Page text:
Parts & Functions of an Autoclave

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Quite a few autoclave models are countertop models; larger ones are typically found in laboratory settings.
Quite a few autoclave models are countertop models; larger ones are typically found in laboratory settings. (Image: Thinkstock/Comstock/Getty Images)

An autoclave, whether for use in a medical office, body art salon or beauty salon, is essentially a pressure cooker used to kill bacteria and viruses. By virtue of pressure and superheated steam, an autoclave will destroy any micro-organisms on metal objects used in these settings, allowing for the reuse of metal objects without the risk of infection. Medical and research laboratories also use autoclaves sterilize culture media before growing bacteria for experiments. Autoclaves have four basic parts.

Water Intake

An autoclave needs water to make the steam used for sterilization. Smaller models will have a reservoir that requires you to refill it before use, as with a coffeemaker. Large standing models, such as those used in laboratories, will have a water intake hookup or hose, allowing the user to pump water directly into the machine.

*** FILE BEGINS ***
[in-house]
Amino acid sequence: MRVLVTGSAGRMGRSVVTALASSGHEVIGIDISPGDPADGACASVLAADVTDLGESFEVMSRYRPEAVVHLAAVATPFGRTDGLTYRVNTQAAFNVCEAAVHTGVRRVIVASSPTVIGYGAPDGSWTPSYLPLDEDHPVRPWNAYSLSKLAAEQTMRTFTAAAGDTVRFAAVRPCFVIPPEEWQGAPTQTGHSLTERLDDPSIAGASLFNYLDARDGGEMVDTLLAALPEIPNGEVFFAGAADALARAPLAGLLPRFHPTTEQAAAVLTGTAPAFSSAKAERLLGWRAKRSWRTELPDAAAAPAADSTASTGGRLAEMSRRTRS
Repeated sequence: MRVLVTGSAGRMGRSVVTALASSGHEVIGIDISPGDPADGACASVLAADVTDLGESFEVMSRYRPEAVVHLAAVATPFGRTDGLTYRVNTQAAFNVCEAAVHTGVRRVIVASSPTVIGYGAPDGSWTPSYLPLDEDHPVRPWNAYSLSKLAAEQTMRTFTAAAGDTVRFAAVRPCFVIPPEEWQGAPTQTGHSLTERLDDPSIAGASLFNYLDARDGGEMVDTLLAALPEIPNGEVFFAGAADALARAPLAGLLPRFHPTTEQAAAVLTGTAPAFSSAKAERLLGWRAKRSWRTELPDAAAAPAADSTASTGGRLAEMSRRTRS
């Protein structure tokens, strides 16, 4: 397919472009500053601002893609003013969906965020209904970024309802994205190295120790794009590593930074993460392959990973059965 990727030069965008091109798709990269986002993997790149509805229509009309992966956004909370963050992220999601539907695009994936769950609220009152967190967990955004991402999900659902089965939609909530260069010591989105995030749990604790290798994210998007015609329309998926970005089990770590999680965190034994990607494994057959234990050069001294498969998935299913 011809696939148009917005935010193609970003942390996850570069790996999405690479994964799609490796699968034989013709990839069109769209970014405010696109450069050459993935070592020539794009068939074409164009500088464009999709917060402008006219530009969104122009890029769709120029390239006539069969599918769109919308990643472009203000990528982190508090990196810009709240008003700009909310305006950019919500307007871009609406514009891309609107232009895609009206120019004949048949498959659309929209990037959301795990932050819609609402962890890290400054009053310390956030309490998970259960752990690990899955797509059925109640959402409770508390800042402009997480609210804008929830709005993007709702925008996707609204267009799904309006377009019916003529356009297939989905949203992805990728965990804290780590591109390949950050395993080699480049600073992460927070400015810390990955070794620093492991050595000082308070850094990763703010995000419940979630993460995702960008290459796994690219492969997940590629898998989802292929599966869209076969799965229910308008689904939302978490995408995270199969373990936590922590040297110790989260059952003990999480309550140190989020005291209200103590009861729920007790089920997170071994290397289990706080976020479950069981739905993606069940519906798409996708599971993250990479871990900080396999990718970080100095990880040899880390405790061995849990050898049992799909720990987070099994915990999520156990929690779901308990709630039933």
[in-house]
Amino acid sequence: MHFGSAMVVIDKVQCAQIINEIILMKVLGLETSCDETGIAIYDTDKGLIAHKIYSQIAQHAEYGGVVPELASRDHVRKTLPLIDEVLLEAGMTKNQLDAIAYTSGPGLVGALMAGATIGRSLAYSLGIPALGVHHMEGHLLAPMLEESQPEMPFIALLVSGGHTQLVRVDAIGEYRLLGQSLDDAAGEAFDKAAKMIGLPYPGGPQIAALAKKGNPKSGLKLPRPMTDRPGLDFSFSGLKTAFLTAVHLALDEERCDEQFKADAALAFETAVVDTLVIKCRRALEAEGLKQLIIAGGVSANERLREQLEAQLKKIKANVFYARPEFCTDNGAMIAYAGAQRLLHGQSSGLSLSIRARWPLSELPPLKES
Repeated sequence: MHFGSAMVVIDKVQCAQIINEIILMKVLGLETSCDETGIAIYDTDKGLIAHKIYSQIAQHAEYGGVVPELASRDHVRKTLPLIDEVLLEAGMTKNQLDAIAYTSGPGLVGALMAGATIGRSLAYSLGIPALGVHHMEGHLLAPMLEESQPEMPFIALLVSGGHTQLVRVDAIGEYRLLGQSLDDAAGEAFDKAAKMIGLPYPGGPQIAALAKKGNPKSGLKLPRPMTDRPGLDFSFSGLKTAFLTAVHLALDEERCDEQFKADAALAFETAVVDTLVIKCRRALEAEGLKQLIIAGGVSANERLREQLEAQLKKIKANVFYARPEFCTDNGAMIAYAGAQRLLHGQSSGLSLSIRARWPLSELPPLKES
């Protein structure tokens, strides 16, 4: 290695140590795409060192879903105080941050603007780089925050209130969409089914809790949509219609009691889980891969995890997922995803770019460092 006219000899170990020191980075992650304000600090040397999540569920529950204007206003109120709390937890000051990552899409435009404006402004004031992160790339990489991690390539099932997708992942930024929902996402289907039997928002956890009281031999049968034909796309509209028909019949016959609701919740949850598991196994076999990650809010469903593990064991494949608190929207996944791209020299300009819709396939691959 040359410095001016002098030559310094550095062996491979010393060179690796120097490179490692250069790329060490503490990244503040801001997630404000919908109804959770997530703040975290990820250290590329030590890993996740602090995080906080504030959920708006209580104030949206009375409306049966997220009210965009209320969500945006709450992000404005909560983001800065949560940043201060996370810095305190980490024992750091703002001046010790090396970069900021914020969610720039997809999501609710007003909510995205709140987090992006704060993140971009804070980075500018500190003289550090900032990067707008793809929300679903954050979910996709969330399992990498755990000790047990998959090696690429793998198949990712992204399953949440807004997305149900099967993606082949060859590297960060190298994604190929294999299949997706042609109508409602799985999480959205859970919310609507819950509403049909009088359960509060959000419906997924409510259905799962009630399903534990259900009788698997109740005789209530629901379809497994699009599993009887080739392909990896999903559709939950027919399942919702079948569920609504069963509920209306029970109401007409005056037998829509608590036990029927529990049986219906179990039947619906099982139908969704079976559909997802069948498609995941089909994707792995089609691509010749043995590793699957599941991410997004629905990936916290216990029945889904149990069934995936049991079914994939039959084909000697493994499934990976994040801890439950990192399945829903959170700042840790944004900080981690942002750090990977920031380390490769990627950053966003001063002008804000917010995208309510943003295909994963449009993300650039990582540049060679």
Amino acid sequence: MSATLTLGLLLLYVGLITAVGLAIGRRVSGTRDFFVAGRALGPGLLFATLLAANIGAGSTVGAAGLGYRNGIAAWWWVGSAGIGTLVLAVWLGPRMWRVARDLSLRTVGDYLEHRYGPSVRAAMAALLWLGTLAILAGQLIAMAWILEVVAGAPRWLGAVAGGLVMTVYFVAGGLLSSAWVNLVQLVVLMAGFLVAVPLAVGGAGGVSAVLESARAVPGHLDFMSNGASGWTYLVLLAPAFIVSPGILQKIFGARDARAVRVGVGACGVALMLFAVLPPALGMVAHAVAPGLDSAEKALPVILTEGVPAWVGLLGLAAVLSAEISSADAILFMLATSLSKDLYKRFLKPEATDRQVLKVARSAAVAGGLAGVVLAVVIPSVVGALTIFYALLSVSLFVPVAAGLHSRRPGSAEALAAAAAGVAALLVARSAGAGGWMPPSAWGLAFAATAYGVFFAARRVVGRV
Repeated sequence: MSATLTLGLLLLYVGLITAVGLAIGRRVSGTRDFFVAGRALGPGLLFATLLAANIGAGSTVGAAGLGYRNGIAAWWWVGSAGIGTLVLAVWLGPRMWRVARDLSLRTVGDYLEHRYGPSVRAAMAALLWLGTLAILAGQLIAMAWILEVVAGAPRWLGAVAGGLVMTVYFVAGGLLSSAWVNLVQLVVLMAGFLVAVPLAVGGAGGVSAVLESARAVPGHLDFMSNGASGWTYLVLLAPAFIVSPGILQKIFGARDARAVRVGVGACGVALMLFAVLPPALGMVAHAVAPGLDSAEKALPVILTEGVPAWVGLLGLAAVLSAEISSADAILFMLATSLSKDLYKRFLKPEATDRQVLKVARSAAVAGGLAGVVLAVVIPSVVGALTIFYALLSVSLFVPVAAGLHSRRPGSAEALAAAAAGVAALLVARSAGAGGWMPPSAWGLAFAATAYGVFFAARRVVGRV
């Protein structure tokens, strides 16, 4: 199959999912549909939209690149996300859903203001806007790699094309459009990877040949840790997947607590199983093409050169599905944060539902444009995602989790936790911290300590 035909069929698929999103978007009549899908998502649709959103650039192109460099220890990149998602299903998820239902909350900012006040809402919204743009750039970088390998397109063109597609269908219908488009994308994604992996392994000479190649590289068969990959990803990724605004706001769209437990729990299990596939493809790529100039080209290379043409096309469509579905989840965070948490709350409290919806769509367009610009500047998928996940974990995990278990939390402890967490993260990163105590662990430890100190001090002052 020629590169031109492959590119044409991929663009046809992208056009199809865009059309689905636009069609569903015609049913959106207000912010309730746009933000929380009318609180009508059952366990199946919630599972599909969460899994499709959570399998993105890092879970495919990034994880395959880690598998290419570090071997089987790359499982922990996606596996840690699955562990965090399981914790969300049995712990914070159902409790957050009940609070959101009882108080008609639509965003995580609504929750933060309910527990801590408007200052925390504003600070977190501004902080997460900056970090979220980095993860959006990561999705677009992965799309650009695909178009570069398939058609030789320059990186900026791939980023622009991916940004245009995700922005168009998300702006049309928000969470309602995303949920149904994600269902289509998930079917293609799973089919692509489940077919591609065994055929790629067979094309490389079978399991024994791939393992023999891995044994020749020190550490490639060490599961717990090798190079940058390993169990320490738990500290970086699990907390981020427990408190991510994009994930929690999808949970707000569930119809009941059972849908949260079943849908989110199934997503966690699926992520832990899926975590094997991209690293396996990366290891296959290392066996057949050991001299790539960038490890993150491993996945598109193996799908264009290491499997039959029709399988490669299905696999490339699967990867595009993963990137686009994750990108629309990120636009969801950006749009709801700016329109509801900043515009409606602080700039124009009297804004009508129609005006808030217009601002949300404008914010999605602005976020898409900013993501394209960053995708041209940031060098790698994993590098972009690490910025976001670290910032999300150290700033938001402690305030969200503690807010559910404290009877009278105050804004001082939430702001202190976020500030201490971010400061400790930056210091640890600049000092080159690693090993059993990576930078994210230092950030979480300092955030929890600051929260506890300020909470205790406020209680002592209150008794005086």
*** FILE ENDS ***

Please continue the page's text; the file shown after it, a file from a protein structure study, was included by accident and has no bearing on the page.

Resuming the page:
Chamber

The chamber is the space where the user places items to sterilize. In the chamber are wire racks, like those in a dishwasher, which will hold various items upright or lying down and allow for steam penetration from all angles.

Control Panel

The control panel allows the user to customize the autoclaving process. Some materials can withstand higher temperatures, while some must be autoclaved at lower temperatures for longer time. The heat, pressure and time will vary with each type of item autoclaved, creating the need for a control panel. Some autoclaves will include automated settings for specific autoclaving functions; these models will have "fast buttons" for those settings.

Machinery

Autoclaves must have an air pump system to remove the oxygen in the chamber and create a vacuum which then fills with pressurized steam created from the water in the reservoir. The water becomes heated either via a heating element inside the water reservoir or a heat-generating mechanism that completely surrounds the reservoir.

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